ratio completely inappropriate. Second, there is no need to pluck arbitrary figures out
of the air. Third, the omission of finance costs and discounting the money flows
render the original ratio meaningless. This ratio does not certainly prove that more
money spent on design and/or construction can reduce expenditure in the long term.
Table 3: Two buildings for initial case studies
Building 1
Concrete frame, air conditioned
Building 2
Concrete frame, air conditioned
5,000 employees
4,000 employees
Construction cost (incl. design)
Year of opening
Building maintenance costs
Business operating costs
Not available
Not available
Hughes, Ancell, Hirst and Gruneberg
Table 4: Ratio calculation based on three UK office buildings
Whole life cost model
Number of occupants
Size of building (sq ft)
Total cost of building (X)
M&E maintenance (for 25 yrs)
Replacement (over 25 yrs)
Total annual maintenance 25 yrs (Y)
Other occupancy costs (over 25 yrs)
Agg. Annual wages (in adv, over 25 yrs)
Occ. costs plus salaries for 25 yrs (Z)
Ratio calculation
1: 0.5: 12.8
1: 0.4: 13
1: 0.3: 9.4
Proportion of business costs (X+Y)/Z
Extrapolated from Brooks and Quirk (1999) and Office of National Statistics (1999)
Hypothesis I
Clearly, the popular ratio of 1:5:200 is hugely overstated. Of course, we acknowledge
that there are weaknesses in our own, perhaps incomplete, calculations. For example,
weaknesses include the fact that there is no consideration of regional variations in
construction, location or staff costs, all of which have been shown to be highly
significant (Axcell et al. 2001). Our ratios may not account for all business costs,
such as employer’s contributions to National Insurance, etc. But all of our data is
from the same period and it has all been discounted back to a common base date. On
the other hand, the weaknesses and gaps are clear and explicit and the calculations are
replicable. These are two very desirable factors for such calculations and factors that
do not apply to the Evans et al. paper. As a guideline, we have been able to provide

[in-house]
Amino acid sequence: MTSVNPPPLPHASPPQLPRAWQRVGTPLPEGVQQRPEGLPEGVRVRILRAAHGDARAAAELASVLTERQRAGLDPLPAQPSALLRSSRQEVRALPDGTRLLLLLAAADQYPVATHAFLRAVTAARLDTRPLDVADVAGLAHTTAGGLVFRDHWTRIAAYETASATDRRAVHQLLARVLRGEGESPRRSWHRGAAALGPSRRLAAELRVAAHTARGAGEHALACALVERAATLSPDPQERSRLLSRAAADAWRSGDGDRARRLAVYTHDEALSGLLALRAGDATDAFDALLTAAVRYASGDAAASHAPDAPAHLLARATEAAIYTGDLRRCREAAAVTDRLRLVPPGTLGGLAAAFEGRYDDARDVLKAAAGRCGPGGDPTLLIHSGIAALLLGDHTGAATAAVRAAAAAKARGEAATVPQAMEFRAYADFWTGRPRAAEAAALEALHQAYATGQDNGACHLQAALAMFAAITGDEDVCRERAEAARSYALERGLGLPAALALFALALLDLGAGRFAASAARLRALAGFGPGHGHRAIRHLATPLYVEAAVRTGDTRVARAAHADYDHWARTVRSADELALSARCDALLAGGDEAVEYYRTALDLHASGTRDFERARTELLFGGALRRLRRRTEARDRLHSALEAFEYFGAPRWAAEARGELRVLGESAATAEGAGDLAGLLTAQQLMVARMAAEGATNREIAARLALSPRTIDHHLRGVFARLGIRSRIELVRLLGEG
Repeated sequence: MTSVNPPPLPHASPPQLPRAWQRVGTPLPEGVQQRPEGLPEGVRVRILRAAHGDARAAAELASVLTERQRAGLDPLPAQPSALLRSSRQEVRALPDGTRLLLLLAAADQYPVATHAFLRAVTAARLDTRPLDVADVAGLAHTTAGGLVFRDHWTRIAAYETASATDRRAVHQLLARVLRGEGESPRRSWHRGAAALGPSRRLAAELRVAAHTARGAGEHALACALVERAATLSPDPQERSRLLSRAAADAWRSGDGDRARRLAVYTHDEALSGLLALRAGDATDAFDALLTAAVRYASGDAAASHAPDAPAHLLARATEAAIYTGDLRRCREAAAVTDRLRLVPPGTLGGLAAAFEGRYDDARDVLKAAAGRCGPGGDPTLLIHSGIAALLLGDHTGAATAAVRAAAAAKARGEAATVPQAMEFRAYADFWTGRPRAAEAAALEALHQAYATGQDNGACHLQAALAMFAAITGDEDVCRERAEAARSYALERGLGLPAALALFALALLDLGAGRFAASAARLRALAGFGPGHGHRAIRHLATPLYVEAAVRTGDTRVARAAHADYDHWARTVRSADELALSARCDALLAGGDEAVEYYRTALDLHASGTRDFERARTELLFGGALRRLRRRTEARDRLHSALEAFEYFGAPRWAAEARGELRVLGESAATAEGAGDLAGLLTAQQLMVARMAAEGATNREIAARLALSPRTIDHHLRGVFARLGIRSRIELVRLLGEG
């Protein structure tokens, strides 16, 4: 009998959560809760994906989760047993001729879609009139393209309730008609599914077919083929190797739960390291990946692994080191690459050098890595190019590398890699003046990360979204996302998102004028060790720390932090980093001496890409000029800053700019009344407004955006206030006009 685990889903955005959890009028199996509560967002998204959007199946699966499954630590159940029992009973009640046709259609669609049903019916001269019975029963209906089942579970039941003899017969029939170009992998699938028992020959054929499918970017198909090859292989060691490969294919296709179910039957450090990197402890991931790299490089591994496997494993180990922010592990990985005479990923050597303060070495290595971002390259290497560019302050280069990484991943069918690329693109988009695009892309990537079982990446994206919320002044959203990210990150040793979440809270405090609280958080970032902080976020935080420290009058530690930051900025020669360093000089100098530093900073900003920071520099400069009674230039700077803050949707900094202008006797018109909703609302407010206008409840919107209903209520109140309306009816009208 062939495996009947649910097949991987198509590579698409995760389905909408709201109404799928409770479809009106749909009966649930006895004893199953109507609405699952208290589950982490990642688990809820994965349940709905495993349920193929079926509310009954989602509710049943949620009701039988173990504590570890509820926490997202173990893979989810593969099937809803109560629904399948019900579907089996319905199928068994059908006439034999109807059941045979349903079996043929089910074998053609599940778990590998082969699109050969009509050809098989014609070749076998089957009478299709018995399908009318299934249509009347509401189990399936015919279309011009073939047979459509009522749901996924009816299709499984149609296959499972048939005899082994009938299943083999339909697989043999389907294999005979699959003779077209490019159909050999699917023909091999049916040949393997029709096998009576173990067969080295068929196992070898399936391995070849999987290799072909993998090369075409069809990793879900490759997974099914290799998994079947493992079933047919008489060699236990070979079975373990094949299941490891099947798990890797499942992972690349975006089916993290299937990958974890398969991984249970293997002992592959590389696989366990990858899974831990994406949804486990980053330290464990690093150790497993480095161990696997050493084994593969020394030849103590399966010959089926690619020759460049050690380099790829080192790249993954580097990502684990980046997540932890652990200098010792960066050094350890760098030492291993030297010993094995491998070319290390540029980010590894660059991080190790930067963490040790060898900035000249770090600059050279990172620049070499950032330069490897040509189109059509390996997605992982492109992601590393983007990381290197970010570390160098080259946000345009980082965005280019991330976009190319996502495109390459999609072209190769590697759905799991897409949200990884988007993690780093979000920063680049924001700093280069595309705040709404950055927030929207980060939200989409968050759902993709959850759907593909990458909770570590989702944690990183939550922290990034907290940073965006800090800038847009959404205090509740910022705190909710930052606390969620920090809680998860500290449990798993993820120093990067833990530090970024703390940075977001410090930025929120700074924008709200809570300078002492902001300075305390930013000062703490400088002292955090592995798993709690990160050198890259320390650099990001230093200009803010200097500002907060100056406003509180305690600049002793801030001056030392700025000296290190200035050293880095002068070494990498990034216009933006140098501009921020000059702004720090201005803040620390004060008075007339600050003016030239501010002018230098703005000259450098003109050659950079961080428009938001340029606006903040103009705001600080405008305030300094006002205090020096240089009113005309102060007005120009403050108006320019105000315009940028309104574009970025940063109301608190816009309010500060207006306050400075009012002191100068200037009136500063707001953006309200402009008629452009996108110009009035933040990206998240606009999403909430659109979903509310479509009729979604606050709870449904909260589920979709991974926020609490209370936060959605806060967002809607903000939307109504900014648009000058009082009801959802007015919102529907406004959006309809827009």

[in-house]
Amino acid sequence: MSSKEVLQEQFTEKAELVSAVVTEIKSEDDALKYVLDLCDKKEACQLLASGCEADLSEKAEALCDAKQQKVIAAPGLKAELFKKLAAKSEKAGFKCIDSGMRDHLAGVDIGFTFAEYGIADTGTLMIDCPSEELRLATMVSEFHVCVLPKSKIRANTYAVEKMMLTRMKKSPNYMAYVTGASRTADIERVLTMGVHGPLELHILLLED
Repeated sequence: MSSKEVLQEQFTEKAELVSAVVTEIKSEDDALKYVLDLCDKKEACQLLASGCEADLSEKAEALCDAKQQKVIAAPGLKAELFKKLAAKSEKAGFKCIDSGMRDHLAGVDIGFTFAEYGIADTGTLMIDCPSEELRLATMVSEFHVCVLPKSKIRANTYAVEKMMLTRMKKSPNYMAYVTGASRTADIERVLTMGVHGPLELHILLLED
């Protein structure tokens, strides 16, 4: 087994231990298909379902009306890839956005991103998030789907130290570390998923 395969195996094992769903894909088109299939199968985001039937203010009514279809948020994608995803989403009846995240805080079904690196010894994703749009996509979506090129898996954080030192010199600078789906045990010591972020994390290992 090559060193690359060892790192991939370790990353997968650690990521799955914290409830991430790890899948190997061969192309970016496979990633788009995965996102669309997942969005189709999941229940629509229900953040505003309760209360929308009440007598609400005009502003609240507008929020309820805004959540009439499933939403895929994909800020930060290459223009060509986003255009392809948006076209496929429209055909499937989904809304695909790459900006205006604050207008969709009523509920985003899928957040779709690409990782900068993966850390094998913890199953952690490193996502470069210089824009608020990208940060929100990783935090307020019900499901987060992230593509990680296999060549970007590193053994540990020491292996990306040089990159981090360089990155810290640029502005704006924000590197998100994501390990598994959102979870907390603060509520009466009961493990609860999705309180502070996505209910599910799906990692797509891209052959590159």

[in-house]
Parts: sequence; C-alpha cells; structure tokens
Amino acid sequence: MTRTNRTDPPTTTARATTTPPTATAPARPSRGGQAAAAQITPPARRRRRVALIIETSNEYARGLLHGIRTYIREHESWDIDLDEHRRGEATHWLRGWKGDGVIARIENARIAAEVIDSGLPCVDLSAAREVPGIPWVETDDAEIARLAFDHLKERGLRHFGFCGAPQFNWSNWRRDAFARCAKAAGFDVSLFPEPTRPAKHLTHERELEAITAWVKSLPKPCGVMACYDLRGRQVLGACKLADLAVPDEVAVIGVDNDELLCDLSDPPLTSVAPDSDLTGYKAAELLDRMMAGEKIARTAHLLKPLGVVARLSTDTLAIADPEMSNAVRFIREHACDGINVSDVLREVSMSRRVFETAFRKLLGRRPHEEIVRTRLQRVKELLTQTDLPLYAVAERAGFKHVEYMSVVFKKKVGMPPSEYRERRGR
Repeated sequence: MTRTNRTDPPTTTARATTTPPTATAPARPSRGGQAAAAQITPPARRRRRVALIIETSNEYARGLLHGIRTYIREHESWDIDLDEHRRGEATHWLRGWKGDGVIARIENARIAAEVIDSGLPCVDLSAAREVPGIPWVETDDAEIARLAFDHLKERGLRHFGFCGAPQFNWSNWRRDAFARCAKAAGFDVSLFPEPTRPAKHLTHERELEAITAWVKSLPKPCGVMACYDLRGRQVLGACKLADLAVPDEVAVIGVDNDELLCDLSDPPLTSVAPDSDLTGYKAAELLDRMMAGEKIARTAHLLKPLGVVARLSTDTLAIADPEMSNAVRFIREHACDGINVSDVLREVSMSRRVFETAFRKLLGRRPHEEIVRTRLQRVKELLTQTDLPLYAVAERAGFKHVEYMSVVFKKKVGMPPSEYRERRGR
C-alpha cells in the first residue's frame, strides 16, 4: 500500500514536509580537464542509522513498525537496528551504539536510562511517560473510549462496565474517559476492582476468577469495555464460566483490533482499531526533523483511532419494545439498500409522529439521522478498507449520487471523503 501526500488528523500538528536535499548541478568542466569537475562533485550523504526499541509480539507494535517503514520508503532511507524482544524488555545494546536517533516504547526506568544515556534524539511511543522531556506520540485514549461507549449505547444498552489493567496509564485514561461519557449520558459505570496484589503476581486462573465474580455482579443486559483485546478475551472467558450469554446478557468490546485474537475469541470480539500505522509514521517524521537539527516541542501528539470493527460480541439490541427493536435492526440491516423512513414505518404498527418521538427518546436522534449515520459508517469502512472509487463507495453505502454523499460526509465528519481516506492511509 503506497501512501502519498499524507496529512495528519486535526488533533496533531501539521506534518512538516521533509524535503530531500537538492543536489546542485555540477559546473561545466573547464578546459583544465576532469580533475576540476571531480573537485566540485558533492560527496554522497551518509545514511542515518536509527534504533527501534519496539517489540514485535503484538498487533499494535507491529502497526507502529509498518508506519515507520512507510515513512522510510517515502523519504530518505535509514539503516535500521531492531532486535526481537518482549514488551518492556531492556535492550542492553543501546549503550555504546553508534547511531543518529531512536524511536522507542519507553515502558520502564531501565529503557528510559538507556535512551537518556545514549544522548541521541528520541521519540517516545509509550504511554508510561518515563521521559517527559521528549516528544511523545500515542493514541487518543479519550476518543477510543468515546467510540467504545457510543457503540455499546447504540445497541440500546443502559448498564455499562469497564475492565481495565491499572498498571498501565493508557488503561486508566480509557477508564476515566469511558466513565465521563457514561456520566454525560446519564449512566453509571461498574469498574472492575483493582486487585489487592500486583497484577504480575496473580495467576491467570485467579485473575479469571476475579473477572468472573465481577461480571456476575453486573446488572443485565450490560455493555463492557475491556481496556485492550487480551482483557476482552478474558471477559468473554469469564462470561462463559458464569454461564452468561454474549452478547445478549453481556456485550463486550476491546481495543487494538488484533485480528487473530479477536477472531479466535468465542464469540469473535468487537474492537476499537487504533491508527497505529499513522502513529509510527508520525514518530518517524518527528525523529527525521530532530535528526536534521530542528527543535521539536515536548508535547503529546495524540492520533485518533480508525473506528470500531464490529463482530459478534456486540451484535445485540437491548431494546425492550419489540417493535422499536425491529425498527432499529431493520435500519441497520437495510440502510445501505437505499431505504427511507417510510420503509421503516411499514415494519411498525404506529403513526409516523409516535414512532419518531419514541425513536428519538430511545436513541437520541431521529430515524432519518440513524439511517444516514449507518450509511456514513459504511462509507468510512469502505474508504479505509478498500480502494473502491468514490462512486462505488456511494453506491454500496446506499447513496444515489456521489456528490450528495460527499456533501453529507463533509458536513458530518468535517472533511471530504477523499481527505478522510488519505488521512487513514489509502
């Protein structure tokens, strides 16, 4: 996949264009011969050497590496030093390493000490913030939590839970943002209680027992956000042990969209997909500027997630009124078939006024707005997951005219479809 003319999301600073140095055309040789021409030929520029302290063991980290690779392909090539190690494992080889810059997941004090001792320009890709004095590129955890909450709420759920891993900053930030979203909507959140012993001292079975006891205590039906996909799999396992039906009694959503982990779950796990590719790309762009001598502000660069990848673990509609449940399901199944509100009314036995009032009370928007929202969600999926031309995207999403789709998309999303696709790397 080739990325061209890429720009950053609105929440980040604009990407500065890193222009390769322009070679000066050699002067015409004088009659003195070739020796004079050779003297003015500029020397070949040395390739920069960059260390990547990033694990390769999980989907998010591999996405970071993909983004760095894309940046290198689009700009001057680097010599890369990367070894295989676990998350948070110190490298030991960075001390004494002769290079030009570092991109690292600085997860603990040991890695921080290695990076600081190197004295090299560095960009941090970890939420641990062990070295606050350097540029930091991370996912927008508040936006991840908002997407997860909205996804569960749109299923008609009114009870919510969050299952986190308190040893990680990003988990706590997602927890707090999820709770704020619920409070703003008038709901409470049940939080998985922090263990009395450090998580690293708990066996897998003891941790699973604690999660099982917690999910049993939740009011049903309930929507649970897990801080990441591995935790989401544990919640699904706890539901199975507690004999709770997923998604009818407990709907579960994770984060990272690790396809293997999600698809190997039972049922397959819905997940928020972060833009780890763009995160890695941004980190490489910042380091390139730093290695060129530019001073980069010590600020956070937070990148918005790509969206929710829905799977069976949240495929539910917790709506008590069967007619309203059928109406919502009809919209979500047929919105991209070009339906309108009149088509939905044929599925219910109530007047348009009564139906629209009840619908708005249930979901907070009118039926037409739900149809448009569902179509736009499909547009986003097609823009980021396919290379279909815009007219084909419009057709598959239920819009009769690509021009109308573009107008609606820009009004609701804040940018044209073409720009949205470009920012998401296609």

an important and repeatable calculation for strategic decision-making such as whether
to procure a building or not, but one which is open to critique and refinement. Taking
the average of each term in the three ratios, we can see that an approximate ratio is
One worrying fact is the use apparently made of the Evans et al. ratio in assessing life
cycle costs at the early stages of decisions on PFI projects (Office of Government
Commerce 2004) and its use can have implications for the eventual costs of running
the building. For example, if a building is of higher quality, the maintenance costs
should be less over the lifetime. Therefore any ongoing rentals/leasing costs should
reflect this and not the higher “5” value. Many on-going leases are fixed early in the
construction phase (when there is the least project certainty and the high risk reflected
in the financing) and are reviewed after pre-determined time e.g. five years. But
under PFI projects the special purpose vehicle (SPV) may refinance at a more
favourable rate of interest (when the risk has reduced) but the costs of the project are
often still financed by the original contract terms. If the ratio has been used in the
decision to build this could have a material effect on significance on the cost of
ownership and can heavily unbalance this ratio.
Myth of the 1:5:200 ratio: initial, maintenance and staffing cost
Hypothesis II
The second hypothesis was to test was whether 3% was a fair test of the relationship
between the cost of operating the building and the business costs as defined in this
paper. There is clear evidence from the simple calculations in this paper the
relationship is very different. While our figures show that owning and maintaining a
building may account for 11-13% of the costs of running a business, the discussions in
the academic real estate literature place the same costs somewhere between 10 and
30% of the costs of running a business (see Axcell et al. 2001 for more detailed
discussion of previous work on calculating these proportions, but where different
ways of accounting for the “soft FM” costs would account for their higher
proportions). Clearly, the costs are highly variable and very difficult to measure.
It was not possible to reproduce the original (Evans et al.) ratio because (a) the
original data no longer exists and (b) the original definitions could not be applied.
Perhaps the original 1:5:200 ratio was simply meant to be a statement to focus clients’
attention on the importance of looking at the lifetime cost of the building in relation to